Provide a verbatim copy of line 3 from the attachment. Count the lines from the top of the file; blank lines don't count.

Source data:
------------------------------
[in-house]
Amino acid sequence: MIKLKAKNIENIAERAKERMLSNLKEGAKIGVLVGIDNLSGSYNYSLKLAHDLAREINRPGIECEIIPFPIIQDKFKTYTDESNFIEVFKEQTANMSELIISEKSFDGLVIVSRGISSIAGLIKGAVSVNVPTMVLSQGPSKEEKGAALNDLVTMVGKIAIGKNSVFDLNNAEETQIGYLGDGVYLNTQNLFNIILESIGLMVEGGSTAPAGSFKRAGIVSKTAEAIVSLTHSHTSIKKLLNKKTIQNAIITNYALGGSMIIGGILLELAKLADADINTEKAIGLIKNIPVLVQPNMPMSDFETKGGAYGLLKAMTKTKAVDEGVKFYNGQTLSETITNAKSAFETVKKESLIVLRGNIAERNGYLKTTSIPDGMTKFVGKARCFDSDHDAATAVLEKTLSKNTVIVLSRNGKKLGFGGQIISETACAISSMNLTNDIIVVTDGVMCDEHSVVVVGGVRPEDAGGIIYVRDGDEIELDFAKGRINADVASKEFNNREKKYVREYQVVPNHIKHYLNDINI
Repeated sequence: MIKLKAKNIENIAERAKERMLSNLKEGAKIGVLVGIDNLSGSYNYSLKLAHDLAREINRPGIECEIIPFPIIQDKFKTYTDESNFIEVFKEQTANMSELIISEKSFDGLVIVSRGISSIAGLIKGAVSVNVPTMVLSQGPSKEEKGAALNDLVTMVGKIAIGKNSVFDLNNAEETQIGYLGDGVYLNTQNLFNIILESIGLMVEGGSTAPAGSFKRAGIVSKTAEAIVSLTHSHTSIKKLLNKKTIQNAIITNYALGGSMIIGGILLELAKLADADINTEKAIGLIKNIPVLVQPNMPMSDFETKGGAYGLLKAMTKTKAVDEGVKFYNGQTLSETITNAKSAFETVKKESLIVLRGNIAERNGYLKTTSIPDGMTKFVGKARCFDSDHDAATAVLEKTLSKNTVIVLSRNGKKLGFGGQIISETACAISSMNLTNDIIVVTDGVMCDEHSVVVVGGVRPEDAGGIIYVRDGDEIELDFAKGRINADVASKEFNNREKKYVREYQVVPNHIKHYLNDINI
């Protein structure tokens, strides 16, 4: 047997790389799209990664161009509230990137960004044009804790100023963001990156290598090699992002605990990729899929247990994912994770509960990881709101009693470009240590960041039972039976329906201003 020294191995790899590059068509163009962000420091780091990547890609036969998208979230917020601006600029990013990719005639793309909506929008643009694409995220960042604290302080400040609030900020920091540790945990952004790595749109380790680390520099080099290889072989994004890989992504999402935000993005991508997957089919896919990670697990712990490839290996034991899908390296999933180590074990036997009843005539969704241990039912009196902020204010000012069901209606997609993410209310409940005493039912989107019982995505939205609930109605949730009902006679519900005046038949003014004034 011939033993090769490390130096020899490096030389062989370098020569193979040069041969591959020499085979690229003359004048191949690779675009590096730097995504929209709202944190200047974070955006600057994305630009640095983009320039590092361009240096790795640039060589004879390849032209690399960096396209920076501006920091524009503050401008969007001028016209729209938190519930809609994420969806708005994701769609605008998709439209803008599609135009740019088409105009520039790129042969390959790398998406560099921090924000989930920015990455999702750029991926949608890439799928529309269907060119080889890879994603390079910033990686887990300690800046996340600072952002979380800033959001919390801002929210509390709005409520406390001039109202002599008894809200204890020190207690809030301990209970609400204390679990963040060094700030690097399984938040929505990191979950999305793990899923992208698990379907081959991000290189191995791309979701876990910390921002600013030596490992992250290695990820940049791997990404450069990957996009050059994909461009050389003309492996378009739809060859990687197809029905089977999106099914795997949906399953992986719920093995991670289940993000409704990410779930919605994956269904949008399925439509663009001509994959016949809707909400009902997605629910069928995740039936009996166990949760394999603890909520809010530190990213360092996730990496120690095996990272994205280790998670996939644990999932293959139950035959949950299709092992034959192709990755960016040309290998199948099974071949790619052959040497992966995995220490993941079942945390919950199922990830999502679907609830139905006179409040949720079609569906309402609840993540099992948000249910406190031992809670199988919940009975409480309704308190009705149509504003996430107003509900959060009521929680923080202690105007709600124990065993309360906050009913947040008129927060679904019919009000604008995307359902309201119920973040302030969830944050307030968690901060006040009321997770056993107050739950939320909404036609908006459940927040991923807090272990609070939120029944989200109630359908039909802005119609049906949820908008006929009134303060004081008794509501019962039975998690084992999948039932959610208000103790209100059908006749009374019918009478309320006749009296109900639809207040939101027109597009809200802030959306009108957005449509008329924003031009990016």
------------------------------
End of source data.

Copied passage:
Repeated sequence: MIKLKAKNIENIAERAKERMLSNLKEGAKIGVLVGIDNLSGSYNYSLKLAHDLAREINRPGIECEIIPFPIIQDKFKTYTDESNFIEVFKEQTANMSELIISEKSFDGLVIVSRGISSIAGLIKGAVSVNVPTMVLSQGPSKEEKGAALNDLVTMVGKIAIGKNSVFDLNNAEETQIGYLGDGVYLNTQNLFNIILESIGLMVEGGSTAPAGSFKRAGIVSKTAEAIVSLTHSHTSIKKLLNKKTIQNAIITNYALGGSMIIGGILLELAKLADADINTEKAIGLIKNIPVLVQPNMPMSDFETKGGAYGLLKAMTKTKAVDEGVKFYNGQTLSETITNAKSAFETVKKESLIVLRGNIAERNGYLKTTSIPDGMTKFVGKARCFDSDHDAATAVLEKTLSKNTVIVLSRNGKKLGFGGQIISETACAISSMNLTNDIIVVTDGVMCDEHSVVVVGGVRPEDAGGIIYVRDGDEIELDFAKGRINADVASKEFNNREKKYVREYQVVPNHIKHYLNDINI